Transfer Used Car Title
One of the most important factors when selling a vehicle is transferring the title (certificate of ownership) to the new owner. You can be held liable for the car if the title is not transferred when the time is right.
Your first priority in order to transfer the used car title would be to keep the insurance until the transaction takes place. You will have to make sure that the person who buys the car will insure it once he takes possession of it. This is necessary because the DMV asks for this insurance when you want to transfer the title of the vehicle.
If you have lost your title, you will have to get in touch with the lending institution and ask them to give you another one. If the lender is no longer in the business, you will have to contact the Federal Deposit Insurance Corporation as they will give you a helping hand.
After you’ve taken care of the title, you will have to meet with the buyer at your local DMV to make sure that both of you sign the necessary documents. The requirements vary from state to state, but in all of them you will most likely be asked to provide a driver’s license, the aforementioned proof of insurance, the title paperwork, a bill of the sale (with the price), the current odometer reading and the car’s VIN (vehicle identification number).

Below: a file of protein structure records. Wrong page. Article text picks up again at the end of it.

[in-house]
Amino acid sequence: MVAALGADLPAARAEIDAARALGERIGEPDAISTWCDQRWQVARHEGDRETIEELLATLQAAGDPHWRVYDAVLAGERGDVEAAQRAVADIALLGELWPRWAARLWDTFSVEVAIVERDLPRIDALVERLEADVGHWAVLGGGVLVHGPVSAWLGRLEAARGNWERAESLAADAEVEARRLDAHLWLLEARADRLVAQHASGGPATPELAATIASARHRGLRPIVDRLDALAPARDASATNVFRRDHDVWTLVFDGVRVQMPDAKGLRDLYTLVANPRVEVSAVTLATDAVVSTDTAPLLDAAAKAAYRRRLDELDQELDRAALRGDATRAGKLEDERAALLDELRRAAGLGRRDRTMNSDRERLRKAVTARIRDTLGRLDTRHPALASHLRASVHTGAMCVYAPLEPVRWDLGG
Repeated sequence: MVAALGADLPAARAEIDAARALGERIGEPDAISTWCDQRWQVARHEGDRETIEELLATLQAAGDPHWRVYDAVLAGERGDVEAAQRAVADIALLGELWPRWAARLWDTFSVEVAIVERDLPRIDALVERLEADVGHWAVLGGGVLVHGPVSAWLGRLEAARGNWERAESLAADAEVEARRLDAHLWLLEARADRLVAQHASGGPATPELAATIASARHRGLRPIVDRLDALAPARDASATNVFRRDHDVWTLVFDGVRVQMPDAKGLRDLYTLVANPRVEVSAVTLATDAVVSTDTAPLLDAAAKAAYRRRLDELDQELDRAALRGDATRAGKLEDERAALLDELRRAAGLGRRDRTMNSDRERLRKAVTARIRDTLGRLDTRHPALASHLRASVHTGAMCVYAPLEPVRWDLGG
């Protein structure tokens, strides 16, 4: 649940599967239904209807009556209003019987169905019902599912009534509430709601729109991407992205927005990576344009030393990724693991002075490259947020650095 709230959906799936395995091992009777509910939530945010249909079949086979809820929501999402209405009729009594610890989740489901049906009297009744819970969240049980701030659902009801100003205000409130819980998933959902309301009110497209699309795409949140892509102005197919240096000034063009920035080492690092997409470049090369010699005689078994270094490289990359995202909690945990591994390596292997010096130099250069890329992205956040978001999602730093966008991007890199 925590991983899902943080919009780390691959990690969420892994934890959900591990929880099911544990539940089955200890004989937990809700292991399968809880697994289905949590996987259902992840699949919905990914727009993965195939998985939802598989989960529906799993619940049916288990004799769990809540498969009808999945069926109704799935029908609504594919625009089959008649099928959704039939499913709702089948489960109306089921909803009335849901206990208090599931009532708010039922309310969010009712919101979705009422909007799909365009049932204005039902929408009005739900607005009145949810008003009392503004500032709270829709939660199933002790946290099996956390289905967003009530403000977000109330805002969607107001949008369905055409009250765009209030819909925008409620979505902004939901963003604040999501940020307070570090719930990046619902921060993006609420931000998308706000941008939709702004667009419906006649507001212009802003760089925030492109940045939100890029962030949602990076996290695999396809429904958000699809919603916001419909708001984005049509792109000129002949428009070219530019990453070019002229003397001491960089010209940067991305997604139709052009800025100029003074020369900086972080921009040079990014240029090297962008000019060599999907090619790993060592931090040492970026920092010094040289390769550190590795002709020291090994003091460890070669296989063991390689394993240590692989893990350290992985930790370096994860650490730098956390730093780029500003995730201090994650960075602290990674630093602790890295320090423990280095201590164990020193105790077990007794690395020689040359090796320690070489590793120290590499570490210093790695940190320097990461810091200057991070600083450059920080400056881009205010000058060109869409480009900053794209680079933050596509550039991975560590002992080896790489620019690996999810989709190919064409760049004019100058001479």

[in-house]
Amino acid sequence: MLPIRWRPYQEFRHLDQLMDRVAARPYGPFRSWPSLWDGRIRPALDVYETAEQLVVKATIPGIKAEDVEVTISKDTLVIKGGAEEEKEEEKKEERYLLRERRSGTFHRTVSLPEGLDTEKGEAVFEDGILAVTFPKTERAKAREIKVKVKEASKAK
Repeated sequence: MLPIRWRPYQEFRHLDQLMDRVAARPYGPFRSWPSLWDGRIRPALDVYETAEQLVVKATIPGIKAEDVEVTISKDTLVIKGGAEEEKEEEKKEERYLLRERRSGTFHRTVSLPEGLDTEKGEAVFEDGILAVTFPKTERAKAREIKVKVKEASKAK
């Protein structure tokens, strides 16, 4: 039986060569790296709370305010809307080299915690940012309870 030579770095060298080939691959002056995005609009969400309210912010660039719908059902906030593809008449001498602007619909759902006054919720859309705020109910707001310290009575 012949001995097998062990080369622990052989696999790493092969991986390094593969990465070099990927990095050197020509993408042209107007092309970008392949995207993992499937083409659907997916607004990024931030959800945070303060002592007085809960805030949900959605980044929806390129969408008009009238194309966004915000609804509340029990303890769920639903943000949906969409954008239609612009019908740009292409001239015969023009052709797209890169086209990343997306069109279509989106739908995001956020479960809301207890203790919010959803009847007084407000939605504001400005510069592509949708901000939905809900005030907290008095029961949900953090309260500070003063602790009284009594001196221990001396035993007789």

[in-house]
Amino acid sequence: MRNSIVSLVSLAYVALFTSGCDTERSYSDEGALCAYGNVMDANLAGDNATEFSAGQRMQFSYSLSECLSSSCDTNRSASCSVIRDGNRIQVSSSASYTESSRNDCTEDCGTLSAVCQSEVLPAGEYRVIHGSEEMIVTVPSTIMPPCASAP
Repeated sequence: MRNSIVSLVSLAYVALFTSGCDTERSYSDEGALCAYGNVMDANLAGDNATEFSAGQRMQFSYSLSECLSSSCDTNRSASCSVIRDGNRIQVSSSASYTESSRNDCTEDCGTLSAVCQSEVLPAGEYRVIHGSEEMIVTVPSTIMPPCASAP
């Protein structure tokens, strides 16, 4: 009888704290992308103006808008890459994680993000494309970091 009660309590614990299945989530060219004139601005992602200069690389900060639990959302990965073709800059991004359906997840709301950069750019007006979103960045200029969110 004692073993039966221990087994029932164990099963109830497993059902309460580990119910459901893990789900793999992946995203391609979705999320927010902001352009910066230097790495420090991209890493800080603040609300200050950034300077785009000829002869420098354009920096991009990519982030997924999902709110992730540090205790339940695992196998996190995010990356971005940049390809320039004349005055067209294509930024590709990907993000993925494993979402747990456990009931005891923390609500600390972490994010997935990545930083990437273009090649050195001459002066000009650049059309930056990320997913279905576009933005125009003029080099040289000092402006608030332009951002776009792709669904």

Depending on the state in where you live, you will be asked to pay a transfer fee that will set you back from $200 to $300. Don’t forget to check the DMV for other guidelines that are applicable when selling a car.
We recommend that you provide a bill of sale even if you live in a state that doesn’t ask for this. This document will list the car’s description, VIN, purchase price, date of sale as well as the names of both the buyer and the seller who are involved in the transaction.
If the buyer doesn’t fulfill his portion of the transfer, the car’s title will remain in your name which means that you will be responsible for paying toll violations, parking tickets, even if you are not to blame for these. The local authorities have the power to seize the vehicle if it was used in order to commit an act of crime.